Developing a Balanced Scorecard Discussion
Order ID 53563633773 Type Essay Writer Level Masters Style APA Sources/References 4 Perfect Number of Pages to Order 5-10 Pages
Developing a Balanced Scorecard Discussion
Discussion: Developing a Balanced Scorecard
How does a group gauge whether the strategic changes they implement are creating sound business results?
The effective use of a balanced scorecard can facilitate alignment between strategic initiatives and day-to-day operations. The balanced scorecard may serve as a valuable tool for monitoring progress and assessing the outcomes of a strategic plan and provide a practical means of communication.
In this Discussion, you examine the use of a balanced scorecard to measure performance related to finances, customer/client satisfaction, internal processes, and learning and growth.
Review the information in the Learning Resources, including this week’s media presentation, focusing on the development of performance metrics for a strategic plan. See Figure 8-6: Design your Balanced Scorecard in the Sare and Ogilvie course text.
With your Course Project in mind, think about how you would develop a balanced scorecard to measure performance, including the processes you would use to gather appropriate data.
Consider how the use of a balanced scorecard reflects the importance of being able to evaluate progress, assess the impact of planned change on performance, and determine if the costs are justified in terms of the outcomes.
By Day 3
Post an explanation of your plan for creating a balanced scorecard as part of your Course Project, including the processes you would use to gather data to measure performance. Explain how the use of this balanced scorecard would enable you to evaluate progress, assess the impact of your proposed change, and determine if the costs are justified in terms of the outcomes.
Read a selection of your colleagues’ responses.
- Required Readings
Sare, M. V., & Ogilvie, L. (2010). Strategic planning for nurses: Change management in health care. Sudbury, MA: Jones and Bartlett.
Chapter 8, “Overview of Strategic Planning Theories: Strategic Planning Architecture” (pp. 147–166)
- Fields, S. A., & Cohen, D. (2011). Performance enhancement using a balanced scorecard in a patient-centered medical home. Family Medicine, 43(10), 735–739.
Copyright 2011 by Society of Teachers of Family Medicine. Reprinted by permission of Society of Teachers of Family Medicine via the Copyright Clearance Center.
The authors discuss using a balanced scorecard for quality improvement in patient-centered medical homes.
Groene, O., Brandt, E., Schmidt, W., & Moeller, J. (Aug 2009). The balanced scorecard of acute settings: Development process, definition of 20 strategic objectives and implementation.International Journal for Quality in Health Care, 21(4), 259–271.
Copyright 2009 by Oxford University Press – Journals. Reprinted by permission of Oxford University Press – Journals via the Copyright Clearance Center.
In this article, the authors discuss the use of a balanced scorecard as a tool for strategic planning in hospitals. The article includes an example of a strategy map, timeline, and balanced scorecard.
- Jeffs, L., Merkley, J., Richardson, S., Eli, J., & McAllister, M. (2011). Using a nursing balanced scorecard approach to measure and optimize nursing performance. Nursing Leadership, 24(1), 47–58.
Copyright 2011 by Longwoods Publishing Corporation. Reprinted by permission of Longwoods Publishing Corporation via the Copyright Clearance Center.
THE AUTHORS LOOK AT THE USE OF A BALANCED SCORECARD FOR HEALTH CARE PERFORMANCE MANAGEMENT IN SWEDEN.
Lupi, S., Verzola, A., Carandina, G., Salani, M., Antonioli, P., & Gregorio, P. (2011). Multidimensional evaluation of performance with experimental application of balanced scorecard: A two year experience. Cost Effectiveness and Resource Allocation, 9(1), 7.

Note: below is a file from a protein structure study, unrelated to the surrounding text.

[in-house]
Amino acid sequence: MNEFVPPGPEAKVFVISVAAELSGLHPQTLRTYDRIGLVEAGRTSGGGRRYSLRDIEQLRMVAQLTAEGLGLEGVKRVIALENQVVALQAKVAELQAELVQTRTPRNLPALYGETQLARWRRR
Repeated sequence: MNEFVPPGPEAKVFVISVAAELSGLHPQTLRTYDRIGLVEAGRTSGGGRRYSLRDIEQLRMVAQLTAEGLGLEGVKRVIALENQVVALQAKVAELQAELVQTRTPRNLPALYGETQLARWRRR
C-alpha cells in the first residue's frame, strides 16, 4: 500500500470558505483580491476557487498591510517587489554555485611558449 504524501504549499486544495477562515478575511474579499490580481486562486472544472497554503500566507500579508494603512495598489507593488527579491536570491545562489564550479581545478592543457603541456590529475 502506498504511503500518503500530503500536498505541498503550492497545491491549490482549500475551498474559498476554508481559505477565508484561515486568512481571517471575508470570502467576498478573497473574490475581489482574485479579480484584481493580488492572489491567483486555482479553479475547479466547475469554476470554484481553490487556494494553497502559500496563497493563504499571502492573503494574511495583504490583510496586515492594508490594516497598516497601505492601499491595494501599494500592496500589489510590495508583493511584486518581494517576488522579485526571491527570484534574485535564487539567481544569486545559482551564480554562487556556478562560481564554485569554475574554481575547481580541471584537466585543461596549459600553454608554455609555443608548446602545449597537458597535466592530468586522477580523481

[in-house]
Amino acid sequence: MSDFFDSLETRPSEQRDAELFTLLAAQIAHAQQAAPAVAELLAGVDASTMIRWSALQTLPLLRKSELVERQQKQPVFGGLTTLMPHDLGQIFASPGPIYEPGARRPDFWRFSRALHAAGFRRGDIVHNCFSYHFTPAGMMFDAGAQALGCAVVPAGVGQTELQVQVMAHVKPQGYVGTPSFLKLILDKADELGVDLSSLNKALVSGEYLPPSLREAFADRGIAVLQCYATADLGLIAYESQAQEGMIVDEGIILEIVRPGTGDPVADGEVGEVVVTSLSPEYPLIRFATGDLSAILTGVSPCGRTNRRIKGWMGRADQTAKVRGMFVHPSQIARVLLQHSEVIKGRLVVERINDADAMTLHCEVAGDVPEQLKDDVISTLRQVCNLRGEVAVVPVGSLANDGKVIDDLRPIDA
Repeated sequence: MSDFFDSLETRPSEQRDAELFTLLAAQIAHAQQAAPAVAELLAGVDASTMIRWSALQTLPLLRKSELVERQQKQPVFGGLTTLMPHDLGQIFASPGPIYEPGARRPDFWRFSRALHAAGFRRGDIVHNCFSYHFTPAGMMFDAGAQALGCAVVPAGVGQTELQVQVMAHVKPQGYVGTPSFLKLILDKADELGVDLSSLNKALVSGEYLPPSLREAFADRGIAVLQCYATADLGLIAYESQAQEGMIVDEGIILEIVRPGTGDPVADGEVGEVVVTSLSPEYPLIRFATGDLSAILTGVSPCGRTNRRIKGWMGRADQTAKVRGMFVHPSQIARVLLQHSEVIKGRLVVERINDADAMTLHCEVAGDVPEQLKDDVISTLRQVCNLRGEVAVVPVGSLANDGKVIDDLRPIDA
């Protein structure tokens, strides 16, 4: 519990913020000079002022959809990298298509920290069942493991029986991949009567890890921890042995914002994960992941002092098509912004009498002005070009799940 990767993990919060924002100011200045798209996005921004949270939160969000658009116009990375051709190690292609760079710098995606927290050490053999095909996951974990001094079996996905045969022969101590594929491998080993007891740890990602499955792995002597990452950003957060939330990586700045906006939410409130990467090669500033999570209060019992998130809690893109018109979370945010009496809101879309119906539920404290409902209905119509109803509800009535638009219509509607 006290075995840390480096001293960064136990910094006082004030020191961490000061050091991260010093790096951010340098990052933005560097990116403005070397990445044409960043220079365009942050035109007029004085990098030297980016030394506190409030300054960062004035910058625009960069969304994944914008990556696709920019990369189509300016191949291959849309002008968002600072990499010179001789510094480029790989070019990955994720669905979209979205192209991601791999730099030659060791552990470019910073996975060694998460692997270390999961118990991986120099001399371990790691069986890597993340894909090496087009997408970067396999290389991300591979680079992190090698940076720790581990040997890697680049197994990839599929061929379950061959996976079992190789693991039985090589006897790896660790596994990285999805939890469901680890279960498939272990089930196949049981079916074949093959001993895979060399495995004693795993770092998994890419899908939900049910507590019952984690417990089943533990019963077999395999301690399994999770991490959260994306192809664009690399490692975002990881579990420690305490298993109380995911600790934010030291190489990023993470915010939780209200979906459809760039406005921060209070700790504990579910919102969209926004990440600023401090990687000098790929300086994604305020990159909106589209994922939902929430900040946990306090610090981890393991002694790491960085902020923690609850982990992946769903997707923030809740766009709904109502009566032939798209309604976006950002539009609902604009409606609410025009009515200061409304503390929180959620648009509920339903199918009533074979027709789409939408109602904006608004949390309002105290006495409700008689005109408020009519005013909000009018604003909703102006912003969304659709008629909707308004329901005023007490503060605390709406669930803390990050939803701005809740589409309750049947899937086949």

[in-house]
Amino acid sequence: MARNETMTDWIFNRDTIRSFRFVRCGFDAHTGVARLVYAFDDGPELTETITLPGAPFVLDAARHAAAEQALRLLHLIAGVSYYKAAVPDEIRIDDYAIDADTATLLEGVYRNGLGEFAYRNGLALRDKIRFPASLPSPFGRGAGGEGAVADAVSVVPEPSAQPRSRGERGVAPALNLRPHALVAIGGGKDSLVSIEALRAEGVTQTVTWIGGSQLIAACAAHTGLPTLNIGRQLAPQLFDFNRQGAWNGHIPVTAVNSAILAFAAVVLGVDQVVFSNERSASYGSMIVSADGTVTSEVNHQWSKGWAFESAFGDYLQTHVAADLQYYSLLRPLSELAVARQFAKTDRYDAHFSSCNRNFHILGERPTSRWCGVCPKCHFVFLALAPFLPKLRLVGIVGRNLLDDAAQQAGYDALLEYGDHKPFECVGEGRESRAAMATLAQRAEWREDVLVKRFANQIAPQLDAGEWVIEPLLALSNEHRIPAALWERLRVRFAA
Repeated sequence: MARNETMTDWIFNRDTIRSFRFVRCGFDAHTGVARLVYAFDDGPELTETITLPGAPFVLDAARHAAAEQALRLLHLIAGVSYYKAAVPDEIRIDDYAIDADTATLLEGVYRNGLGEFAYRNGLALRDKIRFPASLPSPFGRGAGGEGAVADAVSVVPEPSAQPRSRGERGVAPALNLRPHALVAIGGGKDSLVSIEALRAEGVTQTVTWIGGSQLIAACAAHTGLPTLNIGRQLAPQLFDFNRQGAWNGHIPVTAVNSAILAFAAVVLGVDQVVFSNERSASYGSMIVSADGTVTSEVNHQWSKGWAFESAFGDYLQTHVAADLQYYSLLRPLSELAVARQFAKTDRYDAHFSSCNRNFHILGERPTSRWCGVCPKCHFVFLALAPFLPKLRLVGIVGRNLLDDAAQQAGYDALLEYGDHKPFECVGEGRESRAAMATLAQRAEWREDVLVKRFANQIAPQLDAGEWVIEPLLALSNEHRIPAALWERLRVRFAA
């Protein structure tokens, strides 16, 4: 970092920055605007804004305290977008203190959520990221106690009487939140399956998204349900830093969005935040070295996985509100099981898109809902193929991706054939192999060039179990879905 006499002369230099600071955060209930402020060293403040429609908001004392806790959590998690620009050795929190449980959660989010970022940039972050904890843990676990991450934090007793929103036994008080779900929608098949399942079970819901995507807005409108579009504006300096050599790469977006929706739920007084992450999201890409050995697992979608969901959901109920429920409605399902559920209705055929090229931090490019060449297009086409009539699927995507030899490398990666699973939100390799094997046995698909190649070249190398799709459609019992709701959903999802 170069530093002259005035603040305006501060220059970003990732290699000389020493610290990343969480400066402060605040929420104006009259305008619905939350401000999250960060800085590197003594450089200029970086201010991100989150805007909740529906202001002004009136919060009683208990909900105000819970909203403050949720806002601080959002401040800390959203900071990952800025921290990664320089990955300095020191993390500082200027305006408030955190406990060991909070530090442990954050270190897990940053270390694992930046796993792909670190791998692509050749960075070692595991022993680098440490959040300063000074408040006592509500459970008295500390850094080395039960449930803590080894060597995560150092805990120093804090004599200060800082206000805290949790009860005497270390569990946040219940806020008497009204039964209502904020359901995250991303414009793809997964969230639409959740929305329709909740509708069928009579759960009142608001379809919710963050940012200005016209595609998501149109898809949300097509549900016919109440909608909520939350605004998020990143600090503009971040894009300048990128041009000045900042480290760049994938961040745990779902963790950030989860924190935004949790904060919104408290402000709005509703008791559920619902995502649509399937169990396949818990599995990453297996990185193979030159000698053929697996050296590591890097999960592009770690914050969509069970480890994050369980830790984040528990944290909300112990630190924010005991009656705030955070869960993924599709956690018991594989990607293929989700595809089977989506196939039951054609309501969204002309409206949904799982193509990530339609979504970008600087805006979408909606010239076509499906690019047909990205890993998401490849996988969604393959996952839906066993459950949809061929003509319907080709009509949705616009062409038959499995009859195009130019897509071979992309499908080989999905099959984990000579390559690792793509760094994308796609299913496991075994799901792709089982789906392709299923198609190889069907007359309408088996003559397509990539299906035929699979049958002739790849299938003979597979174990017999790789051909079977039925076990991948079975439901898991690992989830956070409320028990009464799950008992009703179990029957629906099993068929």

This article examines the application of a balanced scorecard within a unit in a hospital to compare performance results and goal achievement.
Balanced Scorecard Institute. (2013). Balanced scorecard basics. Retrieved fromhttp://www.balancedscorecard.org/BSCResources/Abou…
View the information on this website to learn about balanced scorecards.
Mountain State Group. (n.d.) Balanced scorecards for small rural hospitals: Concept overview and implementation guidance. Retrieved March 13, 2013, fromhttp://www.ruralcenter.org/sites/default/files/Final%20BSC%20Manual%2010.18F.pdf
The Scarborough Hospital. (2013). Balanced scorecard. Retrieved from http://tsh.to/pages/Balanced-Score-Card
This website provides an example of a balanced scorecard.
SUNNYBROOK HEALTH SCIENCES CENTRE. (2013). BALANCED SCORECARD. RETRIEVED FROMHTTP://SUNNYBROOK.CA/SCORECARD/INDEX.ASP#SR
THIS WEBSITE PROVIDES AN EXAMPLE OF A BALANCED SCORECARD.
Developing a Balanced Scorecard Discussion
QUALITY OF RESPONSE NO RESPONSE POOR / UNSATISFACTORY SATISFACTORY GOOD EXCELLENT Content (worth a maximum of 50% of the total points) Zero points: Student failed to submit the final paper. 20 points out of 50: The essay illustrates poor understanding of the relevant material by failing to address or incorrectly addressing the relevant content; failing to identify or inaccurately explaining/defining key concepts/ideas; ignoring or incorrectly explaining key points/claims and the reasoning behind them; and/or incorrectly or inappropriately using terminology; and elements of the response are lacking. 30 points out of 50: The essay illustrates a rudimentary understanding of the relevant material by mentioning but not full explaining the relevant content; identifying some of the key concepts/ideas though failing to fully or accurately explain many of them; using terminology, though sometimes inaccurately or inappropriately; and/or incorporating some key claims/points but failing to explain the reasoning behind them or doing so inaccurately. Elements of the required response may also be lacking. 40 points out of 50: The essay illustrates solid understanding of the relevant material by correctly addressing most of the relevant content; identifying and explaining most of the key concepts/ideas; using correct terminology; explaining the reasoning behind most of the key points/claims; and/or where necessary or useful, substantiating some points with accurate examples. The answer is complete. 50 points: The essay illustrates exemplary understanding of the relevant material by thoroughly and correctly addressing the relevant content; identifying and explaining all of the key concepts/ideas; using correct terminology explaining the reasoning behind key points/claims and substantiating, as necessary/useful, points with several accurate and illuminating examples. No aspects of the required answer are missing. Use of Sources (worth a maximum of 20% of the total points). Zero points: Student failed to include citations and/or references. Or the student failed to submit a final paper. 5 out 20 points: Sources are seldom cited to support statements and/or format of citations are not recognizable as APA 6th Edition format. There are major errors in the formation of the references and citations. And/or there is a major reliance on highly questionable. The Student fails to provide an adequate synthesis of research collected for the paper. 10 out 20 points: References to scholarly sources are occasionally given; many statements seem unsubstantiated. Frequent errors in APA 6th Edition format, leaving the reader confused about the source of the information. There are significant errors of the formation in the references and citations. And/or there is a significant use of highly questionable sources. 15 out 20 points: Credible Scholarly sources are used effectively support claims and are, for the most part, clear and fairly represented. APA 6th Edition is used with only a few minor errors. There are minor errors in reference and/or citations. And/or there is some use of questionable sources. 20 points: Credible scholarly sources are used to give compelling evidence to support claims and are clearly and fairly represented. APA 6th Edition format is used accurately and consistently. The student uses above the maximum required references in the development of the assignment. 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Structure of the Paper (worth 10% of total points) Zero points: Student failed to submit the final paper. 3 points out of 10: Student needs to develop better formatting skills. The paper omits significant structural elements required for and APA 6th edition paper. Formatting of the paper has major flaws. The paper does not conform to APA 6th edition requirements whatsoever. 5 points out of 10: Appearance of final paper demonstrates the student’s limited ability to format the paper. There are significant errors in formatting and/or the total omission of major components of an APA 6th edition paper. They can include the omission of the cover page, abstract, and page numbers. Additionally the page has major formatting issues with spacing or paragraph formation. Font size might not conform to size requirements. The student also significantly writes too large or too short of and paper 7 points out of 10: Research paper presents an above-average use of formatting skills. The paper has slight errors within the paper. This can include small errors or omissions with the cover page, abstract, page number, and headers. There could be also slight formatting issues with the document spacing or the font Additionally the paper might slightly exceed or undershoot the specific number of required written pages for the assignment. 10 points: Student provides a high-caliber, formatted paper. This includes an APA 6th edition cover page, abstract, page number, headers and is double spaced in 12’ Times Roman Font. Additionally, the paper conforms to the specific number of required written pages and neither goes over or under the specified length of the paper.